Steve Spurrier is in the Florida Gators football offices. He has his own office at the end of the hall in the communications wing and occasionally meets with the football coaches to talk ball, watch film and stay around the team. He isn’t, however, making decisions about personnel; so don’t expect to see Jim McElwain and Doug Nussmeier playing on the quarterback carousel that Spurrier set up with Noah Brindise and Doug Johnson in 1997.
For the first time since they’ve been together in Gainesville Nussmeier and McElwain will have a quarterback under center that they recruited to run their system.
They’re just still not sure which one that will be.
This isn’t their first spring camp. Both Kyle Trask and Feleipe Franks enrolled early in 2016, going through spring practice in more of a learning, intern capacity than a true competitor for playing time. That internship went into the season where both took redshirts, watching from the sideline as Luke Del Rio and Austin Appleby took turns leading the Gators.
This spring is different. The internship is over; both have their eyes fixed on a full-time job as the Gators’ signal caller. The problem is, there’s only one ball. Only one of them can start, which on the surface, could create tension.
According to the two quarterbacks, who also double as ping-pong opponents, the competition hasn’t affected them or their teammates negatively.
“It’s never been like that in any competition I’ve been in, but it’s important to have that on-field help,” Franks said of any potential animosity during a position battle. “Me and him helping each on the field and then as well as off the field. Me and him just helping each other and being there for each other. It’s not what people make it to be – hatred. It’s a friendship that could possibly last for a lifetime. It’s really fun.”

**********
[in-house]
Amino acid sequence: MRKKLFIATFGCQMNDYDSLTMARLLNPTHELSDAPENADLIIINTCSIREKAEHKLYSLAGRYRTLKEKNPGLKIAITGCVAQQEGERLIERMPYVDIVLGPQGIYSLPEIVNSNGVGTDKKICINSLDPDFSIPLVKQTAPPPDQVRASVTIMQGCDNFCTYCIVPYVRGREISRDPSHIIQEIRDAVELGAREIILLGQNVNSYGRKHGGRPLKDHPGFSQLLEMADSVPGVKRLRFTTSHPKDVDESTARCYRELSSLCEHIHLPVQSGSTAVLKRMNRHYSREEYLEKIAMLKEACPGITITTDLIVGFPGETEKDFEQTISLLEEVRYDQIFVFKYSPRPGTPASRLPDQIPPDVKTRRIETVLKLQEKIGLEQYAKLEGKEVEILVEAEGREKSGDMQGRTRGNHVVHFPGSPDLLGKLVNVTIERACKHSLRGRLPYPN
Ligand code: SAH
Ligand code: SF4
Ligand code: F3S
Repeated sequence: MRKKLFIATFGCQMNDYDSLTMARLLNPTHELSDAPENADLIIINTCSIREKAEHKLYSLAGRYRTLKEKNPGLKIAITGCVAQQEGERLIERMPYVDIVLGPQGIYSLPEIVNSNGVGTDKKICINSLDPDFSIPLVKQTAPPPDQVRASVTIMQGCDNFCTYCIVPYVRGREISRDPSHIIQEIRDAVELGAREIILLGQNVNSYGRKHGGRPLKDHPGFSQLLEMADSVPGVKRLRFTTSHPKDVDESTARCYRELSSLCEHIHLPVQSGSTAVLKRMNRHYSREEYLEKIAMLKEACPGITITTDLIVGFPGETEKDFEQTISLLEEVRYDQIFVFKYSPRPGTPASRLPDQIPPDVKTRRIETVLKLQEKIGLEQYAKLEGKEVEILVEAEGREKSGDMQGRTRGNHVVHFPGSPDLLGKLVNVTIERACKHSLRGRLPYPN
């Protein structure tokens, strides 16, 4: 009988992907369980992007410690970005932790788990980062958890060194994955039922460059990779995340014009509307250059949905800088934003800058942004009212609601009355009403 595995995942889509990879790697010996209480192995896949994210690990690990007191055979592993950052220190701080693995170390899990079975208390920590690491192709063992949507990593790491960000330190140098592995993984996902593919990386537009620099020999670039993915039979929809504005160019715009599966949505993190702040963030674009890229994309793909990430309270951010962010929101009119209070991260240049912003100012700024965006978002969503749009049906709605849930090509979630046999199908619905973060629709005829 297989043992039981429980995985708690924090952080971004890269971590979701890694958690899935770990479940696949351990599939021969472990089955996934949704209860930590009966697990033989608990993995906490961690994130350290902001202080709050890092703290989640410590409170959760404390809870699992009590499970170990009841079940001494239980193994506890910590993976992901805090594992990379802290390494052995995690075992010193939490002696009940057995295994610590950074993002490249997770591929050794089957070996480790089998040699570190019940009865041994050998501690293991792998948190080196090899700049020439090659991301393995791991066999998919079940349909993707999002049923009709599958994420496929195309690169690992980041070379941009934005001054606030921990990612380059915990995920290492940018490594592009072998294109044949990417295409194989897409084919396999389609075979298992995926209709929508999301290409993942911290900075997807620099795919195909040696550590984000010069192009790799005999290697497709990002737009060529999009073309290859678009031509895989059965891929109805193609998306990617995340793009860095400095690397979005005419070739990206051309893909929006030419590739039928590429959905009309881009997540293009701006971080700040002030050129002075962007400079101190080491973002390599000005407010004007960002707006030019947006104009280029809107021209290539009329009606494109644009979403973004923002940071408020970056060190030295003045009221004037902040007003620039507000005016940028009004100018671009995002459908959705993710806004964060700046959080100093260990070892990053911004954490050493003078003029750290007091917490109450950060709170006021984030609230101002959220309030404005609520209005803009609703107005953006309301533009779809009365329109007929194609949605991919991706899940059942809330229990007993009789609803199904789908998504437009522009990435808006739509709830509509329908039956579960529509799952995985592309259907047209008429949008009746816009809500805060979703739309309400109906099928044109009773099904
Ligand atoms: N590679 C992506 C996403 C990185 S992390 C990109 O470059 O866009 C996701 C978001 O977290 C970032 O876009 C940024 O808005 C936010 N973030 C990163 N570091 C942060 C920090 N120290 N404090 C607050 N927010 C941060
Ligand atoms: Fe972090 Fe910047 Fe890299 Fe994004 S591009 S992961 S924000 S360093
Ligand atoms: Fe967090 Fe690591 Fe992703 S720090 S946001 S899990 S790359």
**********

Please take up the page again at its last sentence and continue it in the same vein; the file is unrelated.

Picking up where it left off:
Unlike Franks, who was a three-year starter at Wakulla high school, Trask had to battle adversity in high school and is familiar with battling for a starting role. Trask attended Manvel High School in Texas where the offensive system was spread out, not the best fit for his skillset. Due to a Texas High School rule, Trask would have had to sit out a season if he transferred, so he remained at Manvel where head coach Kirk Marvin promised he would help Trask out when it came to playing time and his recruitment.
“I think I just kind of took that as a blessing. It taught me to never take a rep off, make every rep count,” Trask said of his high school experience. “I’m always in a competition. I’ve always been in a competition all throughout high school. It’s been a blessing for me just to teach me harder work ethic.”
Trask and Franks are in an interesting situation. The pair enrolled in school at the same time. They both spent late nights trying to digest a new playbook, while trying to pick the brains of the two upperclassmen ahead of them on the depth chart. By all accounts the quarterback room has great chemistry. That chemistry isn’t confined to the practice fields, weight room or quarterback room. The pair hangs out off the field playing basketball and ping-pong.
“That’s my favorite game, ping-pong,” Franks said after Trask spilled the beans that Franks has quite a shot. “I love ping pong, though. That’s my favorite thing to do.”
Trask deferred the crown on the ping-pong table, but he won’t go down without a fight on the football field.
Ultimately both quarterbacks know that only one of them will earn the starting job. They’ve matured enough in the past year to know that the team can’t afford for the two of them to not get along. They’re doing their best to take assertive leadership roles in the mean time, taking each practice rep as if it could be the deciding rep in the entire competition.
Neither would want it any other way.
“I don’t think any quarterback you would ask they would want the job handed to them. It’s only going to make them better with competition,” said Franks. “You ask any quarterback that, they’re going to say obviously they want the competition. It’s only going to make you better and not make you lackadaisical. You go out and compete every day.”